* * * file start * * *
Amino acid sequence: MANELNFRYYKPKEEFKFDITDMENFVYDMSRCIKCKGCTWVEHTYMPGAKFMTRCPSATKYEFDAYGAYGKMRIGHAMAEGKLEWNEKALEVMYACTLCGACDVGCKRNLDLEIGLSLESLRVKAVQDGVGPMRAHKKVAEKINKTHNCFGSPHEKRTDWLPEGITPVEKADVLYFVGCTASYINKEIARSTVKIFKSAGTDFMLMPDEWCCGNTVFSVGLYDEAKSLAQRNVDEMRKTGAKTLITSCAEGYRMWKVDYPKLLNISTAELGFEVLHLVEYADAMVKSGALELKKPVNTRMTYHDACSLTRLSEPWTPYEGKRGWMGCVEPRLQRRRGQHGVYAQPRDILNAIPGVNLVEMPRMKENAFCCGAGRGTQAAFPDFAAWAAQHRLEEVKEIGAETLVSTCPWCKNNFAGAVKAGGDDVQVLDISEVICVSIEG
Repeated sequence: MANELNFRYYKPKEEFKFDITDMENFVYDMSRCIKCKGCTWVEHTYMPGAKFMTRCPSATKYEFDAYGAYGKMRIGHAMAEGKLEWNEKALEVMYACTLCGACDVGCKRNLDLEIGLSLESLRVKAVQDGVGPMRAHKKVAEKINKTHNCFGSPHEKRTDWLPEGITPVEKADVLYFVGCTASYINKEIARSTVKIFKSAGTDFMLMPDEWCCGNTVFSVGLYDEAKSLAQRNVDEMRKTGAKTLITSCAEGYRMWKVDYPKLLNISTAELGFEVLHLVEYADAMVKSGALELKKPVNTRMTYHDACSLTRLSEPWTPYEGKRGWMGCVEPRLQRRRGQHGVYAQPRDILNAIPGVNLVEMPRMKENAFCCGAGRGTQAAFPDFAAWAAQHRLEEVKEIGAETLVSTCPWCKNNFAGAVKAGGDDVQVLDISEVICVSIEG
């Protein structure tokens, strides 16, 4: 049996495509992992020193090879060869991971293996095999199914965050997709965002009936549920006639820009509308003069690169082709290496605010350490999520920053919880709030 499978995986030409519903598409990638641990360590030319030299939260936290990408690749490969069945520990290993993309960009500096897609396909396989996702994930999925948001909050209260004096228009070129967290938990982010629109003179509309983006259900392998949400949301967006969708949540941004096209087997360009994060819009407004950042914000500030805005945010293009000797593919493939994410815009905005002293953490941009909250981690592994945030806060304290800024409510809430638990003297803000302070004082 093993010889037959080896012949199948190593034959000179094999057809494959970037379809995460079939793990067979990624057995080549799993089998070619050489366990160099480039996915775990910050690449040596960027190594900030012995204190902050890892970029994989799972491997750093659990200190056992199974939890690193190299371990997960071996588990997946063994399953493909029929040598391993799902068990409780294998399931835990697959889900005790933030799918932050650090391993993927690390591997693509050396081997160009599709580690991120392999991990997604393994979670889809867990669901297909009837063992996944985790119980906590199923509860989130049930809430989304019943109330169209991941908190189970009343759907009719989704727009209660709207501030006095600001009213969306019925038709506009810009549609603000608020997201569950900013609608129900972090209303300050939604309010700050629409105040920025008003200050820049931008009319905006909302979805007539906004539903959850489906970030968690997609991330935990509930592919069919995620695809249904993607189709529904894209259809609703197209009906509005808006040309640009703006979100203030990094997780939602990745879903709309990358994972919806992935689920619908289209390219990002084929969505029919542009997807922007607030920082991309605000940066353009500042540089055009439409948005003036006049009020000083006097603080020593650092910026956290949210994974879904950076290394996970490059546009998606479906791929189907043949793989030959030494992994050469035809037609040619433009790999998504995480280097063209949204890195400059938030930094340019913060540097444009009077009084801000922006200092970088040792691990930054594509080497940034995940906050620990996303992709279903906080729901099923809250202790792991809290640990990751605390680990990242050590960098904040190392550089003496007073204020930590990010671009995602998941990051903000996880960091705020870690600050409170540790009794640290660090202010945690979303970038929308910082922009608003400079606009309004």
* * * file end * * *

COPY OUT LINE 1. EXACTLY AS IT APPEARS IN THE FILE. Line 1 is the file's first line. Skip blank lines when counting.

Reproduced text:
Amino acid sequence: MANELNFRYYKPKEEFKFDITDMENFVYDMSRCIKCKGCTWVEHTYMPGAKFMTRCPSATKYEFDAYGAYGKMRIGHAMAEGKLEWNEKALEVMYACTLCGACDVGCKRNLDLEIGLSLESLRVKAVQDGVGPMRAHKKVAEKINKTHNCFGSPHEKRTDWLPEGITPVEKADVLYFVGCTASYINKEIARSTVKIFKSAGTDFMLMPDEWCCGNTVFSVGLYDEAKSLAQRNVDEMRKTGAKTLITSCAEGYRMWKVDYPKLLNISTAELGFEVLHLVEYADAMVKSGALELKKPVNTRMTYHDACSLTRLSEPWTPYEGKRGWMGCVEPRLQRRRGQHGVYAQPRDILNAIPGVNLVEMPRMKENAFCCGAGRGTQAAFPDFAAWAAQHRLEEVKEIGAETLVSTCPWCKNNFAGAVKAGGDDVQVLDISEVICVSIEG